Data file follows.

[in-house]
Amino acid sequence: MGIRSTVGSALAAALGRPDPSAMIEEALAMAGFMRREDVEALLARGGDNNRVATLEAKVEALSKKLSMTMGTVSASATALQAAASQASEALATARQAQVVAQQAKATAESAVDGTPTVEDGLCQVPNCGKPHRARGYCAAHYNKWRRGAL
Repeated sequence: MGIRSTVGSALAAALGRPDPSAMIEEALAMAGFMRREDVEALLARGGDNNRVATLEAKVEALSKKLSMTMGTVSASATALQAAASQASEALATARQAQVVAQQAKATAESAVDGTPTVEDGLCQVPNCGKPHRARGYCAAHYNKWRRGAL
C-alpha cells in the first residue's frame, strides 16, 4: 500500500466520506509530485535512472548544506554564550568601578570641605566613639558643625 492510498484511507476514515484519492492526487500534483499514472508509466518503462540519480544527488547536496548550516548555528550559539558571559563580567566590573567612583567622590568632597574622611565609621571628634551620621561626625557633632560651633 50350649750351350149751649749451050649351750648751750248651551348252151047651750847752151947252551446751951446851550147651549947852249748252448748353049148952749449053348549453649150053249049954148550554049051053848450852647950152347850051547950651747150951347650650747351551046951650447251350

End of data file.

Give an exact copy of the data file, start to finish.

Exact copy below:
[in-house]
Amino acid sequence: MGIRSTVGSALAAALGRPDPSAMIEEALAMAGFMRREDVEALLARGGDNNRVATLEAKVEALSKKLSMTMGTVSASATALQAAASQASEALATARQAQVVAQQAKATAESAVDGTPTVEDGLCQVPNCGKPHRARGYCAAHYNKWRRGAL
Repeated sequence: MGIRSTVGSALAAALGRPDPSAMIEEALAMAGFMRREDVEALLARGGDNNRVATLEAKVEALSKKLSMTMGTVSASATALQAAASQASEALATARQAQVVAQQAKATAESAVDGTPTVEDGLCQVPNCGKPHRARGYCAAHYNKWRRGAL
C-alpha cells in the first residue's frame, strides 16, 4: 500500500466520506509530485535512472548544506554564550568601578570641605566613639558643625 492510498484511507476514515484519492492526487500534483499514472508509466518503462540519480544527488547536496548550516548555528550559539558571559563580567566590573567612583567622590568632597574622611565609621571628634551620621561626625557633632560651633 50350649750351350149751649749451050649351750648751750248651551348252151047651750847752151947252551446751951446851550147651549947852249748252448748353049148952749449053348549453649150053249049954148550554049051053848450852647950152347850051547950651747150951347650650747351551046951650447251350